We shoveled off the tent pads and set up 4 tents. This proved to be a bit more of a challenge than we anticipated because it was pretty darn windy when we were setting them up. We had to weigh them down with rocks and then shove all our gear inside them to hold them down. Then we had the added difficultly that we couldn’t peg them because of the tent pad, but we eventually managed to get them set up and soon after that the wind died down and I didn’t give it much more thought.

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By the time we finished it had really cleared off and we had fun getting some photos of the mountains and the tents. Time really got away from us with the weather though and it was 8pm before we finally had supper in the hut. We had pesto pasta and re-hydrated coleslaw for dinner, with 2 bite brownies and reese peanut butter cups for dessert. After that we pretty much hit the sack because we were all exhausted. Unfortunately we decided we couldn’t stay for a second night because it just wouldn’t be safe to hike to Opal Cone and the girls didn’t have the appropriate gear to play in the snow, so it made the most sense to just hike back out on Saturday. The girls took the news pretty well and were very understanding.

I stayed up to get some star photos and then nestled into my sleeping bag for the night. It was pretty calm when we went to bed, so I thought that was the end of it, but oh was I ever wrong. Around 3 or 4am a wind storm blew in that totally put our tents to the test. I grew up in Newfoundland, which is super windy, but I never really did much tenting there, and not in recent years, so sadly I’ve kind of gotten used to tenting without wind. As a result, I never guy line my tent and only ever peg it really to protect from the rain. So it never really occurred to me to guy line the tents. It had occurred to the other leader though, but she had forgotten her rope, so she never brought it up (not realizing I always bring extra rope with me).

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Anyways, I’m sure you see where this is going, but the wind was really strong. I’ve never tented in wind like that and it was totally billowing the tent in and out. It woke everyone up and the girls started freaking out a bit, but everyone’s tents looked fine, so we told them to go back to sleep. Then I was woken up again at 5:30am by one of the other Guiders when her tent collapsed on her and two girls. When we looked at the other two tents the girls were in, it really looked like they were going to collapse soon too. So we had to put the first tent back up and then I got my rope and we guylined them all to the tent pads. Somehow my tent was the only one that didn’t look close to collapsing, but we were in a slightly different area than the rest of the tents, so the wind may have been blowing slightly differently.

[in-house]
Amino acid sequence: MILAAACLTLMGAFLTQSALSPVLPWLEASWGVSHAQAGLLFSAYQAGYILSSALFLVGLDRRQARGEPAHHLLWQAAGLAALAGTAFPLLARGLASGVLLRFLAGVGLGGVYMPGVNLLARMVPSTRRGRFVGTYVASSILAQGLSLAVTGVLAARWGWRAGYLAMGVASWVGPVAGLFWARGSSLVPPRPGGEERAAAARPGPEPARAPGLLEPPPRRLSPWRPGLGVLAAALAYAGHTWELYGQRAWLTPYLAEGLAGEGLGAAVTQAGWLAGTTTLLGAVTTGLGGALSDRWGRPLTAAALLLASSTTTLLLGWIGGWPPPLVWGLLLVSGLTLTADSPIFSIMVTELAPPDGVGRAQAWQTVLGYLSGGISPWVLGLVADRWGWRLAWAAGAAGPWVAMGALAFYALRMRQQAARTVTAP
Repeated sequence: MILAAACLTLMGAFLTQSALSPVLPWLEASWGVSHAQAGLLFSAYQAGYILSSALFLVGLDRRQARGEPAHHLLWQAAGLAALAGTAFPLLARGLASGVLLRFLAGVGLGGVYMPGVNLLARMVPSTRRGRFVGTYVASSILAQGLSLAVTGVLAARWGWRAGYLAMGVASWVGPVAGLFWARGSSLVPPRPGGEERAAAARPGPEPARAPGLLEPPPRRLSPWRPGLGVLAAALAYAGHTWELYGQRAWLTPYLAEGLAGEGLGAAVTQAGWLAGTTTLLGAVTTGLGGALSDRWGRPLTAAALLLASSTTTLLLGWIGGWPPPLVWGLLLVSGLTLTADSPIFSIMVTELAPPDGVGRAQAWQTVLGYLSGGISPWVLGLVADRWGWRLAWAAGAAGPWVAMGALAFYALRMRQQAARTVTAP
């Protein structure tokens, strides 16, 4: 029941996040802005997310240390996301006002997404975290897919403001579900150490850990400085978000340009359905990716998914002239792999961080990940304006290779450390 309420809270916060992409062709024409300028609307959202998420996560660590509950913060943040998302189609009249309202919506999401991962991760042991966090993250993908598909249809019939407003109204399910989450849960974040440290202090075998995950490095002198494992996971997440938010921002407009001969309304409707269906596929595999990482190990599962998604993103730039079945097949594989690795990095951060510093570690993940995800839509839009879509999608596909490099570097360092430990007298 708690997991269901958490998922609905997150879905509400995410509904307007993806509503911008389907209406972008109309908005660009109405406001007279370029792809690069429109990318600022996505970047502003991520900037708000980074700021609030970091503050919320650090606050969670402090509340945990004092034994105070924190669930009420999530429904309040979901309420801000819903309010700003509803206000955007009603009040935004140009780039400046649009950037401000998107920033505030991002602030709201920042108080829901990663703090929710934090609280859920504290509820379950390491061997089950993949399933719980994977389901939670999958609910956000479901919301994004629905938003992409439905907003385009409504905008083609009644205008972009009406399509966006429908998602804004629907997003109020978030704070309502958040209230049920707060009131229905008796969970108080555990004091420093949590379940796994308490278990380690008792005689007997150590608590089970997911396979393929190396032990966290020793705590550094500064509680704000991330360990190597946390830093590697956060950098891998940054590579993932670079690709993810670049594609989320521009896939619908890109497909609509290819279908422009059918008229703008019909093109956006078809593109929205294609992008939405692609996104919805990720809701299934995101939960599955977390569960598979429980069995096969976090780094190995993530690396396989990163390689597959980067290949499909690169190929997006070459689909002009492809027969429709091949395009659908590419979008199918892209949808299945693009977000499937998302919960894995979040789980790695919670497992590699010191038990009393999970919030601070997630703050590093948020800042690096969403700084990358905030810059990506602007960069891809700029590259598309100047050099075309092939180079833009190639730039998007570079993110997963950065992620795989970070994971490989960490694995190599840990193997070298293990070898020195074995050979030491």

It was still super windy in the tent, but the guylines did the trick to prevent any more collapses and we were able to go back to sleep until 8am. The wind never really let up though and it battered us all morning when we tried to take the tents down as well. but it was a beautiful sunny day and the blue sky and fresh snow made for a really beautiful view. We had sunrise spuds for breakfast and then packed everything up again to head down.

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I was worried it was going to be super slippery on the way down and was concerned about not having spikes (my friend once broke her arm in similar conditions), but the snow was still fresh enough that it hadn’t been compacted into ice yet, so it wasn’t too bad. We had a little photo shoot on the ridge looking down on the lake and then hiked back to the Red Heather hut for lunch again.

We had one more spot of adventure on the way down. One of the girls rolled her ankle about a kilometre from the end, but fortunately it seemed to be only sprained and she was able to slowly walk the last little bit out. We divvied up some of her gear and strapped the rest of the pack to my front to carry it out and we all made it down to the parking lot in one piece!

With the exception of the first photo, all pictures were taken on Day 2!